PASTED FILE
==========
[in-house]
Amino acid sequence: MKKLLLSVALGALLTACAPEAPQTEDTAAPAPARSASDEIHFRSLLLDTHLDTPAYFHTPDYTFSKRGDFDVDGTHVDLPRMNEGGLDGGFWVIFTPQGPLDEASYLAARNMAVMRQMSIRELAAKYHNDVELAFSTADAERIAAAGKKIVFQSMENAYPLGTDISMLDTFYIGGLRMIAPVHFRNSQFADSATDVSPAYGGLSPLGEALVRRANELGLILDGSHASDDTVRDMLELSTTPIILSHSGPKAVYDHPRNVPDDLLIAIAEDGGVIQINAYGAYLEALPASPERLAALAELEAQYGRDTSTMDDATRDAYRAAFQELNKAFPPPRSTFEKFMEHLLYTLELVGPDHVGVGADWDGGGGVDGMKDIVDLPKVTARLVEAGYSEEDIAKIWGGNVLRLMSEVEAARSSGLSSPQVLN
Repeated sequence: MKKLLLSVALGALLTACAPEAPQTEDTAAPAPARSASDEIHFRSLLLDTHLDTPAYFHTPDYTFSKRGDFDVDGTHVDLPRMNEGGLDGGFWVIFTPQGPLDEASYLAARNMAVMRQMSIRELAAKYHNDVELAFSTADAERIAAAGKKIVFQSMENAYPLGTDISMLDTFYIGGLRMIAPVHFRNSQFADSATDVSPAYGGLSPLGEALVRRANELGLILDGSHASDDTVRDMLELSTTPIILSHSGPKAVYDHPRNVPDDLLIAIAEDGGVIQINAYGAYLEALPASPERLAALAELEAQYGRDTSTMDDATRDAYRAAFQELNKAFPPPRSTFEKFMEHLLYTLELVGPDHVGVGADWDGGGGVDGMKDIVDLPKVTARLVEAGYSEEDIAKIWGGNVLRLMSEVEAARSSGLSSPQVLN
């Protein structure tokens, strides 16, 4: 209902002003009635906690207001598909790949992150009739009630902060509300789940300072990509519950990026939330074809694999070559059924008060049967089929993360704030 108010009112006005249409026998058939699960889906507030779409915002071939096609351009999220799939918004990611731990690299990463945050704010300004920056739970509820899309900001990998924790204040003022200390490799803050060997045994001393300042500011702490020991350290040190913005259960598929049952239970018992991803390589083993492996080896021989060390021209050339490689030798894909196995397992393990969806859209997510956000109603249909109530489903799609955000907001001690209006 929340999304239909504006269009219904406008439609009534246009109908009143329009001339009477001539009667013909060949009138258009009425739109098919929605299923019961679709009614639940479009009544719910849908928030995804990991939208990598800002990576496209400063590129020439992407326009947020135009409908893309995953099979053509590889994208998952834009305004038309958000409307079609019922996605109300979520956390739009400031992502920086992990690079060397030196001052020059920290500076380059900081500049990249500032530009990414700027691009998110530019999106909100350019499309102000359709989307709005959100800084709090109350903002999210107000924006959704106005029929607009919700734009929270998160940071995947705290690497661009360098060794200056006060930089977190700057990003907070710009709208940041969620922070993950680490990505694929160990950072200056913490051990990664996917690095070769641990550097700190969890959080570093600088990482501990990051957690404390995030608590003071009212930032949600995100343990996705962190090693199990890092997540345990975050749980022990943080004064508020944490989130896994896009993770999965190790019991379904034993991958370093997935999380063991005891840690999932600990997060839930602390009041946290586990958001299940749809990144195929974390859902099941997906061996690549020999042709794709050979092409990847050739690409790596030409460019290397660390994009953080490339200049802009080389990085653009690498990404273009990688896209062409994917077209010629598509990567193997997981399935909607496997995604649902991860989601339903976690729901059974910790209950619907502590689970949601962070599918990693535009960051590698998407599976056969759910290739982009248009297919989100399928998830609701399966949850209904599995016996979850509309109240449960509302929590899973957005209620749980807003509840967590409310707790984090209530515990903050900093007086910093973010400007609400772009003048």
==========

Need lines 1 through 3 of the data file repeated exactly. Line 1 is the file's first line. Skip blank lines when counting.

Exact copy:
[in-house]
Amino acid sequence: MKKLLLSVALGALLTACAPEAPQTEDTAAPAPARSASDEIHFRSLLLDTHLDTPAYFHTPDYTFSKRGDFDVDGTHVDLPRMNEGGLDGGFWVIFTPQGPLDEASYLAARNMAVMRQMSIRELAAKYHNDVELAFSTADAERIAAAGKKIVFQSMENAYPLGTDISMLDTFYIGGLRMIAPVHFRNSQFADSATDVSPAYGGLSPLGEALVRRANELGLILDGSHASDDTVRDMLELSTTPIILSHSGPKAVYDHPRNVPDDLLIAIAEDGGVIQINAYGAYLEALPASPERLAALAELEAQYGRDTSTMDDATRDAYRAAFQELNKAFPPPRSTFEKFMEHLLYTLELVGPDHVGVGADWDGGGGVDGMKDIVDLPKVTARLVEAGYSEEDIAKIWGGNVLRLMSEVEAARSSGLSSPQVLN
Repeated sequence: MKKLLLSVALGALLTACAPEAPQTEDTAAPAPARSASDEIHFRSLLLDTHLDTPAYFHTPDYTFSKRGDFDVDGTHVDLPRMNEGGLDGGFWVIFTPQGPLDEASYLAARNMAVMRQMSIRELAAKYHNDVELAFSTADAERIAAAGKKIVFQSMENAYPLGTDISMLDTFYIGGLRMIAPVHFRNSQFADSATDVSPAYGGLSPLGEALVRRANELGLILDGSHASDDTVRDMLELSTTPIILSHSGPKAVYDHPRNVPDDLLIAIAEDGGVIQINAYGAYLEALPASPERLAALAELEAQYGRDTSTMDDATRDAYRAAFQELNKAFPPPRSTFEKFMEHLLYTLELVGPDHVGVGADWDGGGGVDGMKDIVDLPKVTARLVEAGYSEEDIAKIWGGNVLRLMSEVEAARSSGLSSPQVLN